and the current car’s State.

Path = {1 , 2 , …, ||} is a sequence of CAV Poses = (,,) in the Offline Maps.
Pose 2D coordinates of the CAV in the Offline Maps with its orien­tation p = (,,)
Remission Grid Map A grid map of reflectance intensity distribution of the environ­ment measured by a LIDAR scanner
Route A sequence of Way Points
State The set of: pose, linear and angular velocity, acceler­ation etc. characterising the CAV at a given time
Storage A Component used, e.g., to store inputs and outputs of the indiv­idual AIMs, data from the AIM’s state and intermediary results, shared data among AIMs etc.
Trajectory A sequence of commands = (, , ), where is the des­ired velocity at time t, is the desired steering angle at t, and is the duration of . Other definitions of Trajectory exist.
Way Point WP A point given as a coordinate pair (, ), in an Offline Map

Annex 2 – ETSI Technical Report

ETSI specifies the Collective Perception Service (CPS) in its Technical Report [6]. The CPS includes the format and generation rules of the Collective Perception Message (CPM).

The CPM message format is (H=header, C=container, M=mandatory, O=optional).

Table 5 –  ETSI Collective Perception Message format

PDU header H M protocol version, message ID and Station ID.
Management C M transmitter type (e.g., vehicle or RSU) and position.
Station Data C O transmitter heading, velocity, or acceleration etc.
Sensor Information C O
Perceived Object C O A CPM can report up to 128 detected objects
Free Space Addendum C O free space areas/volume within the sensor detection areas

Every 0.1s a CPM is generated if one of the 3 conditions is satified

ETSI makes use of a common coordinate system. A vehicle can communicate its absolute coordinates roll, pitch and yaw (Attitude).

Different CPM generation rules have been investigated [9].


Use Cases and Functional Requirements – Application Note

MPAI Application Note #9 – MPAI-CAV – Connected Autonomous Vehicles

Proponents: Giorgio Audrito (University of Turin), Leonardo Chiariglione (CEDEO), Gérard Chollet, Miran Choi (ETRI), Ferruccio Damiani (University of Turin), Gianluca Torta (University of Turin)

Description: This use case addresses the Connected Autonomous Vehicle (CAV) domain and the 3 main operating instances of a CAV:

  1. Autonomous Motion, i.e., the operation of the portion of a CAV that enables its autonomous motion
  2. Human-to-CAV interaction, i.e., the operation of the portion of a CAV that responds to hum­ans’ commands and queries and senses humans’ activities
  3. The CAV-to-environment interaction, i.e., the operation of the portion of a CAV that commun­icates with other CAVs and sources of information.

Comments:

Significant research and experimentation has been carried out in the domain addressed by this Application Note. However,

  1. While there is a high level of knowledge and result sharing about the algorithms studied and experimented, e.g., in the several challenges, and there is a rough commonality in the Auton­omous Motion reference models, no attempt has been done to formalise such a reference model and identify the (classes of) data types in and out of the CAV subsystems.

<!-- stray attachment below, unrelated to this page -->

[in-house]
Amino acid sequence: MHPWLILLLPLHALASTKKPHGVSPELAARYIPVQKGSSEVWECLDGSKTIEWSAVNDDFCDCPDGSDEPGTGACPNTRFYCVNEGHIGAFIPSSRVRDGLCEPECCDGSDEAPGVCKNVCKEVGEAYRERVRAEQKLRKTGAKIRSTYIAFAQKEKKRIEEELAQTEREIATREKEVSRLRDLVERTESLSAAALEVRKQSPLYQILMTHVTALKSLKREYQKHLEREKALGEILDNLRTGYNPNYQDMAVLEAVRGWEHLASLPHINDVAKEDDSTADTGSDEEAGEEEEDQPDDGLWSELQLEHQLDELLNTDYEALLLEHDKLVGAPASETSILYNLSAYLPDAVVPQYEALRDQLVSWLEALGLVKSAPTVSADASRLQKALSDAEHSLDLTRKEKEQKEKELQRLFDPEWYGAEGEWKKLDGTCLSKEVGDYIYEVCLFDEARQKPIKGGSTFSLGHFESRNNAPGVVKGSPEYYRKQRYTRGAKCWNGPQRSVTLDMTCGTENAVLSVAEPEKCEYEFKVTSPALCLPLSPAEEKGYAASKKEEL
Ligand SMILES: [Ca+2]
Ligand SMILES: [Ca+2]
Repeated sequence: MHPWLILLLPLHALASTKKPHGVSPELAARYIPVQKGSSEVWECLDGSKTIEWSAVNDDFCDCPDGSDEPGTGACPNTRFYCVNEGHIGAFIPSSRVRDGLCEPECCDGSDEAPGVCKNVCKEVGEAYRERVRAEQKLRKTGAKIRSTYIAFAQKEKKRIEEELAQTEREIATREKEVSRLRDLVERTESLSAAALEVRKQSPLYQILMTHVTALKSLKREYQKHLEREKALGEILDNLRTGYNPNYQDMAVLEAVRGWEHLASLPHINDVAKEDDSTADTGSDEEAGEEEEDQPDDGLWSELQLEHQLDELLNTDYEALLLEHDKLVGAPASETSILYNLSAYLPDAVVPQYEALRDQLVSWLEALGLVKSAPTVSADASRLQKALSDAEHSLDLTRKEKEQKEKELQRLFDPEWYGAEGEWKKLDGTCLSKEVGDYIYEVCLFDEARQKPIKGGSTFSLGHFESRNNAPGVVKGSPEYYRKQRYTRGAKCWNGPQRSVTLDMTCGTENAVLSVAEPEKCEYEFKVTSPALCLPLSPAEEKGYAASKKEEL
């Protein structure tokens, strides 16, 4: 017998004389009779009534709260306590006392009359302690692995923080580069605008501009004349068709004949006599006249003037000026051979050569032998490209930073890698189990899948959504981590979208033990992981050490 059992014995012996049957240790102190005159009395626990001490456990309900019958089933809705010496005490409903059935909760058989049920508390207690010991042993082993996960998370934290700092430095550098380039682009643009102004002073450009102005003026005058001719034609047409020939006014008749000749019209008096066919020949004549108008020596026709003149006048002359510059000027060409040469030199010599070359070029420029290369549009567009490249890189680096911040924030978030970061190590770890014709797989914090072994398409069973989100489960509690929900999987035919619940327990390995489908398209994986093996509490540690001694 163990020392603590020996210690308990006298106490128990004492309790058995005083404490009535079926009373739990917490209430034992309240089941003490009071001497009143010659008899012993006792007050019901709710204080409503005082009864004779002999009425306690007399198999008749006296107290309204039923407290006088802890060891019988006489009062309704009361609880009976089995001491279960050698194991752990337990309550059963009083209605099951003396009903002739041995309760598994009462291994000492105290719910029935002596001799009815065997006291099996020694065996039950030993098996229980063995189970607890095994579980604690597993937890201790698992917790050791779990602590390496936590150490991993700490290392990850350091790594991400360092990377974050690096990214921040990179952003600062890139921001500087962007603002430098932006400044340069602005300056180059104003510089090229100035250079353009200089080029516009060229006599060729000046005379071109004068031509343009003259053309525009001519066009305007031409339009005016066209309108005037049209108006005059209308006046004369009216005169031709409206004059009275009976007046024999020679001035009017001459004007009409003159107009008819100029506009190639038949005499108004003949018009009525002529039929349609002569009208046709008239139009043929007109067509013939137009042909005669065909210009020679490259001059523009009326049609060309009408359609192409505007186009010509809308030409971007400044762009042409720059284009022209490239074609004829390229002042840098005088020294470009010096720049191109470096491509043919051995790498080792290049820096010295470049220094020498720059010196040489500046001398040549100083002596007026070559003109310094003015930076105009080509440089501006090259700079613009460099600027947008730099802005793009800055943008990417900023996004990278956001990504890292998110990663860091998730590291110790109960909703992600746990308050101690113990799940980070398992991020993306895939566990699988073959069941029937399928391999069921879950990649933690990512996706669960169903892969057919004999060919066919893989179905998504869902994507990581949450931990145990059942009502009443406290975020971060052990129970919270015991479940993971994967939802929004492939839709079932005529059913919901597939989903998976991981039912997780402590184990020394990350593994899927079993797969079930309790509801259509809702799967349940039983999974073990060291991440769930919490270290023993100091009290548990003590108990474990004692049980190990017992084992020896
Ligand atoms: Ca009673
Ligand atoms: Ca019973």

2. There has been no significant effort to identify and classify human commands and queries to CAVs and the level of passenger activity in the CAV passenger compartment.
  3. While there are significant studies and even a standard addressing CAV-to-CAV interaction, the communication payload considered is not directly connected with the use and relevance of the data that flow inside the CAV.

Examples:

A preliminary study carried out by the MPAI-CAV Requirements group has identified the fol­lowing subsystems (AIMs, in the MPAI language)

  1. Vehicle Localiser
  2. Route Planner
  3. Occupancy Grid Map Creator
  4. Environment Mapper
  5. Moving Objects Tracker
  6. Traffic Signalisation Detector
  7. World Representation Creator
  8. Path Planner
  9. Behavior Selector
  10. Motion Planner
  11. Obstacle Avoider
  12. Command and Control

A first identification of of input/output data has already been achieved.

A similar work is under way for the Human-to-CAV interaction.

Initial work to identify the CAV-to-environment interaction is under way.

Object of standard:

  1. Reference models for the 3 CAV components: 1) Autonomous Motion, 2) Human-to-CAV interac­tion and 3) CAV-to-environment interaction
  2. Functionalities of AIMs of 1) Autonomous Motion and formats of data between AIMs
  3. Functionalities of AIMs of 2) Human-to-CAV interac­tion and formats of data between AIMs, taking into account other MPAI projects
  4. Messages and data format formats of CAV-to-environment interaction.

Benefits: The standard would help

  1. development and maturation of technologies required for high performance Autonomous Motion AIMs.
  2. create synergies between CAV-specific and wider use human-machine interaction.
  3. develop CAV-to-environment protocols that are focused on the actua needs of CAVs.

Bottlenecks: actual experimentation will require large amounts of data available from market players.

Social aspects: availability of superior technologies, especially in the Autonomous Motion  com­ponent, will accelerate the development of a much needed application.

Success criteria: the progress of technology triggered by the MPAI Reference Models.

References:

[1] MPAI N242: MPAI-CAV Reference Models

[2] ETSI TR 103 562 V2.1.1 (2019-12), Analysis of the Collective Perception Service (CPS);

Release 2